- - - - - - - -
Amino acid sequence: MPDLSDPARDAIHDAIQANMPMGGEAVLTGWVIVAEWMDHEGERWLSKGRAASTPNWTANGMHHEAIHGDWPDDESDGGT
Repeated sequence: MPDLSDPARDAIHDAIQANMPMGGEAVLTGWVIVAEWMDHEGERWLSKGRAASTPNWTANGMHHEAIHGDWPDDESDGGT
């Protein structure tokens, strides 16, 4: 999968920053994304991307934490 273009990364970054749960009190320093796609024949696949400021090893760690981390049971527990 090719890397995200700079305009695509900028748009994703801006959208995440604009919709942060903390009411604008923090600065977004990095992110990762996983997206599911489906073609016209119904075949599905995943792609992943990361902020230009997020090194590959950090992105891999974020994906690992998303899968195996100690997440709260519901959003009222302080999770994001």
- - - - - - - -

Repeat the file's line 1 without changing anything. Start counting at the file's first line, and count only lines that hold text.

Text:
Amino acid sequence: MPDLSDPARDAIHDAIQANMPMGGEAVLTGWVIVAEWMDHEGERWLSKGRAASTPNWTANGMHHEAIHGDWPDDESDGGT